The Upper Xingú Carib Language (LKAX) is classified, since the work of Karl Von den Steinen, as belonging to the Carib family (Steinen, 1894). Now we know that it pertains to one of the two southern branches of the family (Meira & Franchetto, 2005; Meira 2006).

The Upper Xingú Carib language has two main dialects: the one spoken by the Kuikúro and Uagihütü (old Matipú) people, and that spoken by the Kalapálo, Nahukwá and Matipú. These varieties can be distinguished by differences in lexicon and, above all, by differences in their rhythmic structures or prosody. Linguistic identity is one of the most important symbols of social identity among the local groups.

Figure 1-classification_LKAX_DOBES2012

The Upper Xingú Carib Language and the Carib linguistic family (apud Meira, 2006)

Phonologically and morphosyntactically, the Upper Xingú Carib language shows characteristics that are unique in the Carib family. Phonologically, we find articulatory dorsalization, lenition processes, dissolution of consonantal groups, and the impossibility of any kind of segment in syllabic coda. The Kuikúro is a head final language and it is ergative, from the point of view of the morphosyntactic typology. The morphology is extremely rich, with many processes of derivation and valency change; there are five nominal and verbal inflectional classes. The pattern of constituents order in Kuikúro is complement-head (OV). The internal argument of the verb is the patient of a transitive event or the theme of an intransitive event, occurring strictly in pre-verbal position, and forming a phonological unit with the verb. Internal arguments are not marked morphologically for case. With transitive verbs, the agent behaves as a postpositional phrase occuring after the OV sequence in a pragmatically neutral order, or before OV when focused or topicalized. There are no auxiliaries.

The orthography for the Carib Upper Xingú Language and its dialects was developed during intensive courses organized to train Indigenous teachers and it is used to write educational materials for native schools. It is currently used in the Project for transcriptions, besides phonetic transcriptions. A vast collection of written texts is produced by the Indigenous teachers and part of them has been already organized and published as books used in village schools.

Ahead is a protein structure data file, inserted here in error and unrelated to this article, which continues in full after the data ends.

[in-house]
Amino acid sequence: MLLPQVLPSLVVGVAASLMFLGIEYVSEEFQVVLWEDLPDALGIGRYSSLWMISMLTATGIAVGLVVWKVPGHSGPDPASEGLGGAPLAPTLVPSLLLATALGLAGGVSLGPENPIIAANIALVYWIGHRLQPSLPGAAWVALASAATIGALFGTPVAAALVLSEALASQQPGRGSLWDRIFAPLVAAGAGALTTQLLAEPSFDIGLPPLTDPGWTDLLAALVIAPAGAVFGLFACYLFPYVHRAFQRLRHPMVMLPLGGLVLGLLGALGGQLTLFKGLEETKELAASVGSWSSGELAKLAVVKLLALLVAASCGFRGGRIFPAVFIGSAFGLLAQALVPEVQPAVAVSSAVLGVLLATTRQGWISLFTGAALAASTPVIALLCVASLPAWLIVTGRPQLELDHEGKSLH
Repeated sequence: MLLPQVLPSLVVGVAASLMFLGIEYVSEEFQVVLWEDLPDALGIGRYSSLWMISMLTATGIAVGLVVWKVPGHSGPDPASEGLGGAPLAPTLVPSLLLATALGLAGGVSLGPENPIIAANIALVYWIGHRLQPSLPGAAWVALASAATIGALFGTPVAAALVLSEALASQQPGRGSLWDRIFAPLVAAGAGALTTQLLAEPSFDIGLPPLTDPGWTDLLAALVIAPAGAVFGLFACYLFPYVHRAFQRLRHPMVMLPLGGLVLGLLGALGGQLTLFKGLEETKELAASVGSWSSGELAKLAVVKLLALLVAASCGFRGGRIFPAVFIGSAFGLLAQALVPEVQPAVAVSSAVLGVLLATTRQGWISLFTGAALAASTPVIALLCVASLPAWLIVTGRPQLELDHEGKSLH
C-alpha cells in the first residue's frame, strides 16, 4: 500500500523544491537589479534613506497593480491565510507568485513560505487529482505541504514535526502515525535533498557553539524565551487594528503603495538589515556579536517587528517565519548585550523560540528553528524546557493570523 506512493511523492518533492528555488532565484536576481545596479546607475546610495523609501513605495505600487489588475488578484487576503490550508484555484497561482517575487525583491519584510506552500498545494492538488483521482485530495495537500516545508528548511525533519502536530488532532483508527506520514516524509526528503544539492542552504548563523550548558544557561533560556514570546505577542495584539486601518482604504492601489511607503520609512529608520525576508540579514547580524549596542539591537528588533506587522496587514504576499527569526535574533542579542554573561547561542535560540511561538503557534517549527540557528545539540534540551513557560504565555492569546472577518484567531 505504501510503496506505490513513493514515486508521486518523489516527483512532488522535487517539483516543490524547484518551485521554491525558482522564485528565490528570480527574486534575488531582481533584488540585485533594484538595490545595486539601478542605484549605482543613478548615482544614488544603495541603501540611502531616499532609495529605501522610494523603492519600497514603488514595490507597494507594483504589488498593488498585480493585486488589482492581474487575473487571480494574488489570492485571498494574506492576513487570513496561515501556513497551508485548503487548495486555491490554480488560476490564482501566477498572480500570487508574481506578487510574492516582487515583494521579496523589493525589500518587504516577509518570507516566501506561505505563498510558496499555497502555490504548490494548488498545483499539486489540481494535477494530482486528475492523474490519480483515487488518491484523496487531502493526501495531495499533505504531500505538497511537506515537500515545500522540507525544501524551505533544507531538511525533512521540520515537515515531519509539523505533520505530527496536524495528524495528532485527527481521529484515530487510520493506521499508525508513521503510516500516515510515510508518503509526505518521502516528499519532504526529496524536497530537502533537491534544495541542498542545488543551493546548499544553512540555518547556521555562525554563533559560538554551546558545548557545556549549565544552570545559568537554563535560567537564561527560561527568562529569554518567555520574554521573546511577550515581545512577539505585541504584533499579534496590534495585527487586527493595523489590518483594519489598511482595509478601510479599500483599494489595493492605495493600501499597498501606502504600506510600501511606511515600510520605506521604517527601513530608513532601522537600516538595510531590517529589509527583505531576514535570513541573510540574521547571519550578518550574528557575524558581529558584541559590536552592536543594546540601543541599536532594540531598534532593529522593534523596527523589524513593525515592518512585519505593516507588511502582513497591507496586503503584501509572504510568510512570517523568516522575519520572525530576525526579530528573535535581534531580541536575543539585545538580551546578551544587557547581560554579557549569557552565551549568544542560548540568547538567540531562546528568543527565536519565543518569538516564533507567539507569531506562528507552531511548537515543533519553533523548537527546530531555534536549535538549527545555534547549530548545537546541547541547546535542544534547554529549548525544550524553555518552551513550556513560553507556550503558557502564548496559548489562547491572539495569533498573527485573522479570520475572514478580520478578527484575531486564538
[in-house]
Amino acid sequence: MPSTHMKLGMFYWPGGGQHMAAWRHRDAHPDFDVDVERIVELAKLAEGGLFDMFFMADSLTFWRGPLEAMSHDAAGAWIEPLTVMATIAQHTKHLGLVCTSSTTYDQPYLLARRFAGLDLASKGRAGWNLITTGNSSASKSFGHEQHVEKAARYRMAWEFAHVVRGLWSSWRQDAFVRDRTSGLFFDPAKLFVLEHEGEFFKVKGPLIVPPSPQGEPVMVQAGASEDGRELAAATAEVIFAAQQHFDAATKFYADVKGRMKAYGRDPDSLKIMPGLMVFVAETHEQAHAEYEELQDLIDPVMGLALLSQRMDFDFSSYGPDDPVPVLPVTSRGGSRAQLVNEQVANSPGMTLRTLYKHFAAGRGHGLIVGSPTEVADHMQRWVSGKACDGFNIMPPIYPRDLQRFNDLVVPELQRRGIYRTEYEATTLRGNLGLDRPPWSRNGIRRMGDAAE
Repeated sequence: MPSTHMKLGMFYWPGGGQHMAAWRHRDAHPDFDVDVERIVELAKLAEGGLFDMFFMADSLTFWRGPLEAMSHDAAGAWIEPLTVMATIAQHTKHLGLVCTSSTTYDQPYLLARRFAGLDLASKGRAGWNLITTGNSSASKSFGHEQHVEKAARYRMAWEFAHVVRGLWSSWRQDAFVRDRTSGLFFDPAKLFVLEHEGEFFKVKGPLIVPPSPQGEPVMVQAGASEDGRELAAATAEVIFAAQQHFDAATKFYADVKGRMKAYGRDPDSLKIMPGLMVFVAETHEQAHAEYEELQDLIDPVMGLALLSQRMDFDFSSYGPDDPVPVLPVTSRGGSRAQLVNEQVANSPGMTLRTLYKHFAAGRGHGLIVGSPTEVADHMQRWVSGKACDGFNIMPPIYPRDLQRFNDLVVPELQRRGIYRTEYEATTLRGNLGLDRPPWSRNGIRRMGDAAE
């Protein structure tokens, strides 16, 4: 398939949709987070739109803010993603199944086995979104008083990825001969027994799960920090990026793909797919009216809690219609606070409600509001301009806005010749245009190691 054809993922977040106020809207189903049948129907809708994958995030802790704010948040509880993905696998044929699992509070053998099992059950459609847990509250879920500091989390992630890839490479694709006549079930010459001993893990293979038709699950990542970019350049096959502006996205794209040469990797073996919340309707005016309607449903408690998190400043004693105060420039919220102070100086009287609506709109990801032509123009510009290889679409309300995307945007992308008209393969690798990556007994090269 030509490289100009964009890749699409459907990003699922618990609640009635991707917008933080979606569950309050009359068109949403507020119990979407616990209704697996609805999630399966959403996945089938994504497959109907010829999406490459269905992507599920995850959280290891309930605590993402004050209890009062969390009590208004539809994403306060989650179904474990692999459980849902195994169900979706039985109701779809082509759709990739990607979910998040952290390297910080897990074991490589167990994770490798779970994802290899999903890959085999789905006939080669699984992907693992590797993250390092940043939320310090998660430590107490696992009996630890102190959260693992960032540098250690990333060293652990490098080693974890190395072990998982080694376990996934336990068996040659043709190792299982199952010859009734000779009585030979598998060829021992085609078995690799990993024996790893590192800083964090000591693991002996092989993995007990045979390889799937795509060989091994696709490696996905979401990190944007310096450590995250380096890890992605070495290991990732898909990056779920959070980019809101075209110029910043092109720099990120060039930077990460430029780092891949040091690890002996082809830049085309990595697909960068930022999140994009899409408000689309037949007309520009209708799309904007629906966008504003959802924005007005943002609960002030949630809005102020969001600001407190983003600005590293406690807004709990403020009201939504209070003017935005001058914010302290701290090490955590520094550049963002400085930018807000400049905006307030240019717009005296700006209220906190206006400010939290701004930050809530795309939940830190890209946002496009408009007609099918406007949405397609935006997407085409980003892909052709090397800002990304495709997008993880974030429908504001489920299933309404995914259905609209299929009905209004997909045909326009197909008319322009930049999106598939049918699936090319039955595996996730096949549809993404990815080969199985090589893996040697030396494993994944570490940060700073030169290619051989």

Figure 2_KKwriting_DOBES2012


The Kuikúro still speak their mother language. Speakers of other Upper Xingú languages are limited to 10%. Speakers of Portuguese are, now, more than 50% of the population (various degrees of fluency, the majority of the speakers of  Portuguese are men 40 years old or younger). In spite of the still healthy linguistic situation, we have been witnessing an acceleration in the pace of change in the last few years. It is increasingly common the presence of governmental officials, researchers, journalists, representatives of NGOs, photographers, film makers, doctors, tourists, televisions and other midia. Indians travel constantly to neighbouring cities and to the main Brazilian capitals. The presence of schools in the villages as well as the increasing number of Indians living in urban settings and attending city schools contributes to the growing use of Portuguese among the younger generation. Portuguese is the lingua-franca in contacts with non-indigenous society, and increasingly common in the vocabulary of the Upper Xingú languages. Bilingualism is increasing rapidly.


The school of Ipatse village (Bruna Franchetto, 2006)


Meira, Sérgio & Franchetto, Bruna – “The Southern Cariban Languages and the Cariban Family”. International Journal of American Linguistics, vol 71, n. 2: 127-190. Chicago: Chicago University Press. 2005.

Meira, Sérgio. “A família linguística caribe (Karib)”. Revista de Estudos e Pesquisas. Brasília: FUNAI, CGEP/CGDTI, Vol. 3, N. 1/2, pp. 157-174. 2006.


Steinen, Karl von den.  Unter den naturvolkern Zentral-Brasileins. Berlin: Dietrich reamer. 1894.